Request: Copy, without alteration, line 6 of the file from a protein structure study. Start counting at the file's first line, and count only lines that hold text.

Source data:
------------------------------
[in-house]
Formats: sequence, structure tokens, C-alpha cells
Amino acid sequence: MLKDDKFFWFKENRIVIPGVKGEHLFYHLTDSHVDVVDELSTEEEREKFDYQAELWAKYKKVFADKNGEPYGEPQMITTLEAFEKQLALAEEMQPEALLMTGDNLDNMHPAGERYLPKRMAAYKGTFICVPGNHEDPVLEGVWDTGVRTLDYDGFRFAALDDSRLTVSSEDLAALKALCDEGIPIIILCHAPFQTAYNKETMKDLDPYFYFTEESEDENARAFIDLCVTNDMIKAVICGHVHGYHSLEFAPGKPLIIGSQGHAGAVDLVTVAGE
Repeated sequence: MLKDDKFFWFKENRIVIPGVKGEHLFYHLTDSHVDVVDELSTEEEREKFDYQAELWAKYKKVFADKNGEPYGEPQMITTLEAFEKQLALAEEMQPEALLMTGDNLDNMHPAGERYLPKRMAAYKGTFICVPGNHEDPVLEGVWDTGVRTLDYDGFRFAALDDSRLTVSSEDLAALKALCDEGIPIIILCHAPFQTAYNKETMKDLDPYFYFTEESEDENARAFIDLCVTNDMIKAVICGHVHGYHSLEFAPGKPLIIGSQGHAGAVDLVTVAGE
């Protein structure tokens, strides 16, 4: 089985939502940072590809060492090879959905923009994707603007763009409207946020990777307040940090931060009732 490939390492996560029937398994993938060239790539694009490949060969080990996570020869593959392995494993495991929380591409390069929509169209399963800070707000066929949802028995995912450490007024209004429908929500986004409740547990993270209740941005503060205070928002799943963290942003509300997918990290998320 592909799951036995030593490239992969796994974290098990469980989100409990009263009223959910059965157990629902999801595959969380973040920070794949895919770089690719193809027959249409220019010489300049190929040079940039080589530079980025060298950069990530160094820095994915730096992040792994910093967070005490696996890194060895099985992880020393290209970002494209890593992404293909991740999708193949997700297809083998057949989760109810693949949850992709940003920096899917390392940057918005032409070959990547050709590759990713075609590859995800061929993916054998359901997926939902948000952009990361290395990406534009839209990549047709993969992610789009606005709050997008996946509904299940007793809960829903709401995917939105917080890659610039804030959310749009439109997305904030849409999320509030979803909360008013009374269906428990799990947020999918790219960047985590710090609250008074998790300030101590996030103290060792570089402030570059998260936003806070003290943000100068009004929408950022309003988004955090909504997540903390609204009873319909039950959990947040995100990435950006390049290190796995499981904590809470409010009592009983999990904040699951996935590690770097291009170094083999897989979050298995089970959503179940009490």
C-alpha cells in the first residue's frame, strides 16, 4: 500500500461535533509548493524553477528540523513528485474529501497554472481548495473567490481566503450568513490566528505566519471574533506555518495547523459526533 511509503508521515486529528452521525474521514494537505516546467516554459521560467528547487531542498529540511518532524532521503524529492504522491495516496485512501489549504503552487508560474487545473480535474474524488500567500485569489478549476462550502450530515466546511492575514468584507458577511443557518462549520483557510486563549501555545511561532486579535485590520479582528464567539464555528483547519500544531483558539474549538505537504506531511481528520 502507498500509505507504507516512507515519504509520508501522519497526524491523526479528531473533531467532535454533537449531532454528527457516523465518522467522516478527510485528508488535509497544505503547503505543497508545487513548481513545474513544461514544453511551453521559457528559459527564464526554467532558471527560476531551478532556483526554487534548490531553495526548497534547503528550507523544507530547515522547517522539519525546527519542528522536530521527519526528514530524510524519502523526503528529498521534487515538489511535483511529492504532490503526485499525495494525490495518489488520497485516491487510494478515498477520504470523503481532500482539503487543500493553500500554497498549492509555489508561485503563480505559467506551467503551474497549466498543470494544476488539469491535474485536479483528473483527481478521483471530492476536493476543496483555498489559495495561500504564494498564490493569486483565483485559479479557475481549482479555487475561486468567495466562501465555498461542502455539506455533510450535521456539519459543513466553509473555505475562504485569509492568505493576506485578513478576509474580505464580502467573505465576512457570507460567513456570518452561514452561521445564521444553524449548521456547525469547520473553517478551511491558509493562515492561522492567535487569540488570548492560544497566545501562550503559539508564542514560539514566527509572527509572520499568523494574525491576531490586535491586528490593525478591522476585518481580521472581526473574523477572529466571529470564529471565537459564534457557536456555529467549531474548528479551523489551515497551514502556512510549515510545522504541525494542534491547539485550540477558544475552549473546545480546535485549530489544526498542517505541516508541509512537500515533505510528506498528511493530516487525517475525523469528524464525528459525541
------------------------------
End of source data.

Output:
C-alpha cells in the first residue's frame, strides 16, 4: 500500500461535533509548493524553477528540523513528485474529501497554472481548495473567490481566503450568513490566528505566519471574533506555518495547523459526533 511509503508521515486529528452521525474521514494537505516546467516554459521560467528547487531542498529540511518532524532521503524529492504522491495516496485512501489549504503552487508560474487545473480535474474524488500567500485569489478549476462550502450530515466546511492575514468584507458577511443557518462549520483557510486563549501555545511561532486579535485590520479582528464567539464555528483547519500544531483558539474549538505537504506531511481528520 502507498500509505507504507516512507515519504509520508501522519497526524491523526479528531473533531467532535454533537449531532454528527457516523465518522467522516478527510485528508488535509497544505503547503505543497508545487513548481513545474513544461514544453511551453521559457528559459527564464526554467532558471527560476531551478532556483526554487534548490531553495526548497534547503528550507523544507530547515522547517522539519525546527519542528522536530521527519526528514530524510524519502523526503528529498521534487515538489511535483511529492504532490503526485499525495494525490495518489488520497485516491487510494478515498477520504470523503481532500482539503487543500493553500500554497498549492509555489508561485503563480505559467506551467503551474497549466498543470494544476488539469491535474485536479483528473483527481478521483471530492476536493476543496483555498489559495495561500504564494498564490493569486483565483485559479479557475481549482479555487475561486468567495466562501465555498461542502455539506455533510450535521456539519459543513466553509473555505475562504485569509492568505493576506485578513478576509474580505464580502467573505465576512457570507460567513456570518452561514452561521445564521444553524449548521456547525469547520473553517478551511491558509493562515492561522492567535487569540488570548492560544497566545501562550503559539508564542514560539514566527509572527509572520499568523494574525491576531490586535491586528490593525478591522476585518481580521472581526473574523477572529466571529470564529471565537459564534457557536456555529467549531474548528479551523489551515497551514502556512510549515510545522504541525494542534491547539485550540477558544475552549473546545480546535485549530489544526498542517505541516508541509512537500515533505510528506498528511493530516487525517475525523469528524464525528459525541